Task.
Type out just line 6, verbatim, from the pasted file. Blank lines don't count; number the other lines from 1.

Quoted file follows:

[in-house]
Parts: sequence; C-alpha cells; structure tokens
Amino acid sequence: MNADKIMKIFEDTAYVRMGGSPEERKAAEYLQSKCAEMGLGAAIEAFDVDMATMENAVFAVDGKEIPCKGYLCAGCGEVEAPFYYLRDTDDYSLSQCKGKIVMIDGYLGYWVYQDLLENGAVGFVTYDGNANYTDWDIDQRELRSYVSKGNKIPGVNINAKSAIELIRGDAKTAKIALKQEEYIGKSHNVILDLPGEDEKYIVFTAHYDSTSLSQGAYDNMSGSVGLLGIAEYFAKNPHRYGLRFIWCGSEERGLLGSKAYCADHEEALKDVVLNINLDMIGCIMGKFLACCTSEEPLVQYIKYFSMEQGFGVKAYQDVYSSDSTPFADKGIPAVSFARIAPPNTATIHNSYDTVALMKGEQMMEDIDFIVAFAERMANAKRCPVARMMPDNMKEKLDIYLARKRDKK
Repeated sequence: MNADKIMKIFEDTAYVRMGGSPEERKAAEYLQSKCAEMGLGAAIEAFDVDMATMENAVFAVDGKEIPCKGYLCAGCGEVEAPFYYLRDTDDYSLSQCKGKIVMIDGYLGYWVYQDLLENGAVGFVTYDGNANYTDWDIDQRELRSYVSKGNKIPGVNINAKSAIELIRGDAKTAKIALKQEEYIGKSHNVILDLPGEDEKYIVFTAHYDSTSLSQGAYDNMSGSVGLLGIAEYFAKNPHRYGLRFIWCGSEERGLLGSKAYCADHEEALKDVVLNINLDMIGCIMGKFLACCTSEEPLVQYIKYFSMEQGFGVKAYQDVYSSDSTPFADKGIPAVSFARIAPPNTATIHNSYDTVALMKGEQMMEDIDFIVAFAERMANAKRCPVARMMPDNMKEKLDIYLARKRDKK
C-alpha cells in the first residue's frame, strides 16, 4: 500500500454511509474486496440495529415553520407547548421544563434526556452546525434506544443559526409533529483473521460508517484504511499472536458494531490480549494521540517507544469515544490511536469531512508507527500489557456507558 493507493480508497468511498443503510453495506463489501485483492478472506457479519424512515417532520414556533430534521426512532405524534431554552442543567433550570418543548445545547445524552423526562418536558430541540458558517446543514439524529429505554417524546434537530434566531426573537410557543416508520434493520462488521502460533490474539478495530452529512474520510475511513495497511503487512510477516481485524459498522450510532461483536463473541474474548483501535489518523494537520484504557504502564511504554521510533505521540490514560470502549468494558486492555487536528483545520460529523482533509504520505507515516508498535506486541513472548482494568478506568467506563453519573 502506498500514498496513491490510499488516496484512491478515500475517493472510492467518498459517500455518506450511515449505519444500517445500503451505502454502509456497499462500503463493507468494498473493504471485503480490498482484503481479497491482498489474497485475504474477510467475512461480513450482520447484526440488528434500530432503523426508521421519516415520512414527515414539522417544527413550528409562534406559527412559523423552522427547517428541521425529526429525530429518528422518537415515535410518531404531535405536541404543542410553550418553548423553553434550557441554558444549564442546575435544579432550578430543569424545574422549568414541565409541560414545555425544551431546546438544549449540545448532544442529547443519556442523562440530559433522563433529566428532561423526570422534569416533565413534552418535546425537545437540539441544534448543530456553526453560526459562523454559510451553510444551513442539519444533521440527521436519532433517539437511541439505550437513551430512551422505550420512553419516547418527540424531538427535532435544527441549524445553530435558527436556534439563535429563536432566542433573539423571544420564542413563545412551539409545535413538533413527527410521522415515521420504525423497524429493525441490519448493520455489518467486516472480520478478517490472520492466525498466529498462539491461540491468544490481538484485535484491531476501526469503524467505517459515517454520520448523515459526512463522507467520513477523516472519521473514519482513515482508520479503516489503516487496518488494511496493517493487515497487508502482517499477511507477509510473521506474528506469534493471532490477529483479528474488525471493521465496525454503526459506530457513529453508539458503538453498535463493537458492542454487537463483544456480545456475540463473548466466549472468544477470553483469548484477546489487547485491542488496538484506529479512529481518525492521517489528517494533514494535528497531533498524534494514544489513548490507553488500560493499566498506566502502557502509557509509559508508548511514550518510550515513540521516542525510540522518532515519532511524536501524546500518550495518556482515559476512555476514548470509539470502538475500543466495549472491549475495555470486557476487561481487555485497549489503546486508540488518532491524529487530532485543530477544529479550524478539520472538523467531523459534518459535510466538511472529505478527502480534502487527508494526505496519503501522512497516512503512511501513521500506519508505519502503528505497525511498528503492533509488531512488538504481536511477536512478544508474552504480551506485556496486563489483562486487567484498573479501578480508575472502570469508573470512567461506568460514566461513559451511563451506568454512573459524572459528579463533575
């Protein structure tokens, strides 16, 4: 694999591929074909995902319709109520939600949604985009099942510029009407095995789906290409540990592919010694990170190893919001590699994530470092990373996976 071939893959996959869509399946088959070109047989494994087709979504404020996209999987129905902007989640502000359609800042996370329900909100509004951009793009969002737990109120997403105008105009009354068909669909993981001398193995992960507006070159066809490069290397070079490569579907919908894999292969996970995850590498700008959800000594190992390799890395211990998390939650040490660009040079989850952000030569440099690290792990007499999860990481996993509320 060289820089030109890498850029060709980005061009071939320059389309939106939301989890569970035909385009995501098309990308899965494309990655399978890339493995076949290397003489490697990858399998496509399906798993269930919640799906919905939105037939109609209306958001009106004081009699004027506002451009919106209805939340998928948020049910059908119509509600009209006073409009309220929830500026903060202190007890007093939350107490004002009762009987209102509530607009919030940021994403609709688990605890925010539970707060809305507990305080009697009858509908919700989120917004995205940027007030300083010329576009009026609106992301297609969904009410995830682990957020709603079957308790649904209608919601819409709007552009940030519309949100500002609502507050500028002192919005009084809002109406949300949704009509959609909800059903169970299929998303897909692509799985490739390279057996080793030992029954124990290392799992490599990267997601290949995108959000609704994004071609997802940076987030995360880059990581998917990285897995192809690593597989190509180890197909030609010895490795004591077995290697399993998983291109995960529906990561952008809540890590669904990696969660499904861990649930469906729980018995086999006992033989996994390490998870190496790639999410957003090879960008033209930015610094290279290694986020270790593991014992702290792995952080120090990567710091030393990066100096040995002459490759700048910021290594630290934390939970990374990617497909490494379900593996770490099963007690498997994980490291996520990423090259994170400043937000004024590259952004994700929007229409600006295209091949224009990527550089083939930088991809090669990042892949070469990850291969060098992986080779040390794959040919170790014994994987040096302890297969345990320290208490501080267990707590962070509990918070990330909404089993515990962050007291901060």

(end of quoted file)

């Protein structure tokens, strides 16, 4: 694999591929074909995902319709109520939600949604985009099942510029009407095995789906290409540990592919010694990170190893919001590699994530470092990373996976 071939893959996959869509399946088959070109047989494994087709979504404020996209999987129905902007989640502000359609800042996370329900909100509004951009793009969002737990109120997403105008105009009354068909669909993981001398193995992960507006070159066809490069290397070079490569579907919908894999292969996970995850590498700008959800000594190992390799890395211990998390939650040490660009040079989850952000030569440099690290792990007499999860990481996993509320 060289820089030109890498850029060709980005061009071939320059389309939106939301989890569970035909385009995501098309990308899965494309990655399978890339493995076949290397003489490697990858399998496509399906798993269930919640799906919905939105037939109609209306958001009106004081009699004027506002451009919106209805939340998928948020049910059908119509509600009209006073409009309220929830500026903060202190007890007093939350107490004002009762009987209102509530607009919030940021994403609709688990605890925010539970707060809305507990305080009697009858509908919700989120917004995205940027007030300083010329576009009026609106992301297609969904009410995830682990957020709603079957308790649904209608919601819409709007552009940030519309949100500002609502507050500028002192919005009084809002109406949300949704009509959609909800059903169970299929998303897909692509799985490739390279057996080793030992029954124990290392799992490599990267997601290949995108959000609704994004071609997802940076987030995360880059990581998917990285897995192809690593597989190509180890197909030609010895490795004591077995290697399993998983291109995960529906990561952008809540890590669904990696969660499904861990649930469906729980018995086999006992033989996994390490998870190496790639999410957003090879960008033209930015610094290279290694986020270790593991014992702290792995952080120090990567710091030393990066100096040995002459490759700048910021290594630290934390939970990374990617497909490494379900593996770490099963007690498997994980490291996520990423090259994170400043937000004024590259952004994700929007229409600006295209091949224009990527550089083939930088991809090669990042892949070469990850291969060098992986080779040390794959040919170790014994994987040096302890297969345990320290208490501080267990707590962070509990918070990330909404089993515990962050007291901060």